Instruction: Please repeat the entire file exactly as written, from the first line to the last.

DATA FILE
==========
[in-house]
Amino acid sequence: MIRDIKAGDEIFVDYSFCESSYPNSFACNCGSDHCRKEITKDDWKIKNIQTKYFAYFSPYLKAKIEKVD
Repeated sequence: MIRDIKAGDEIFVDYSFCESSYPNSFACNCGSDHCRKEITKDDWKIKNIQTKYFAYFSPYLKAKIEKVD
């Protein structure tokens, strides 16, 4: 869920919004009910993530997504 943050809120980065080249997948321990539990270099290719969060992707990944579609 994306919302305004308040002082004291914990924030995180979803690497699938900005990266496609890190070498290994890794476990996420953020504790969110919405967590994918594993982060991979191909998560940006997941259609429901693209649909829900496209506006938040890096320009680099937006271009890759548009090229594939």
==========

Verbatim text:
[in-house]
Amino acid sequence: MIRDIKAGDEIFVDYSFCESSYPNSFACNCGSDHCRKEITKDDWKIKNIQTKYFAYFSPYLKAKIEKVD
Repeated sequence: MIRDIKAGDEIFVDYSFCESSYPNSFACNCGSDHCRKEITKDDWKIKNIQTKYFAYFSPYLKAKIEKVD
């Protein structure tokens, strides 16, 4: 869920919004009910993530997504 943050809120980065080249997948321990539990270099290719969060992707990944579609 994306919302305004308040002082004291914990924030995180979803690497699938900005990266496609890190070498290994890794476990996420953020504790969110919405967590994918594993982060991979191909998560940006997941259609429901693209649909829900496209506006938040890096320009680099937006271009890759548009090229594939």